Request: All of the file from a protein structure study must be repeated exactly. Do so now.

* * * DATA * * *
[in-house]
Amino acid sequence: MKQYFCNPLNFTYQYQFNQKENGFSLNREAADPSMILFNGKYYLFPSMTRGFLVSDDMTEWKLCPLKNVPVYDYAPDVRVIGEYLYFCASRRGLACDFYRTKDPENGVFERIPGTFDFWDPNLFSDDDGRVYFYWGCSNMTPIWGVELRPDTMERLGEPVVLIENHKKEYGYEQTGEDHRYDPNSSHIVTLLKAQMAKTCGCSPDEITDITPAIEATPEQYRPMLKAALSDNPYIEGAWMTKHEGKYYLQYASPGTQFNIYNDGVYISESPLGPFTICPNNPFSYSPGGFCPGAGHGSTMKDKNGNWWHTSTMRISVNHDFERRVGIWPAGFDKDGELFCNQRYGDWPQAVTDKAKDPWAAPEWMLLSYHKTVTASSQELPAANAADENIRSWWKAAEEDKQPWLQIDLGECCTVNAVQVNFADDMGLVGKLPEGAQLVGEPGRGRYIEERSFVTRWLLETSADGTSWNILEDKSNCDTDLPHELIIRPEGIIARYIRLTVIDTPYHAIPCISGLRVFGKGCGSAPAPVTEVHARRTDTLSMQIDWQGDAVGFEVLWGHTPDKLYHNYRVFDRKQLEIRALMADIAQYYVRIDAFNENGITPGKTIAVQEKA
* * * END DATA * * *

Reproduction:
[in-house]
Amino acid sequence: MKQYFCNPLNFTYQYQFNQKENGFSLNREAADPSMILFNGKYYLFPSMTRGFLVSDDMTEWKLCPLKNVPVYDYAPDVRVIGEYLYFCASRRGLACDFYRTKDPENGVFERIPGTFDFWDPNLFSDDDGRVYFYWGCSNMTPIWGVELRPDTMERLGEPVVLIENHKKEYGYEQTGEDHRYDPNSSHIVTLLKAQMAKTCGCSPDEITDITPAIEATPEQYRPMLKAALSDNPYIEGAWMTKHEGKYYLQYASPGTQFNIYNDGVYISESPLGPFTICPNNPFSYSPGGFCPGAGHGSTMKDKNGNWWHTSTMRISVNHDFERRVGIWPAGFDKDGELFCNQRYGDWPQAVTDKAKDPWAAPEWMLLSYHKTVTASSQELPAANAADENIRSWWKAAEEDKQPWLQIDLGECCTVNAVQVNFADDMGLVGKLPEGAQLVGEPGRGRYIEERSFVTRWLLETSADGTSWNILEDKSNCDTDLPHELIIRPEGIIARYIRLTVIDTPYHAIPCISGLRVFGKGCGSAPAPVTEVHARRTDTLSMQIDWQGDAVGFEVLWGHTPDKLYHNYRVFDRKQLEIRALMADIAQYYVRIDAFNENGITPGKTIAVQEKA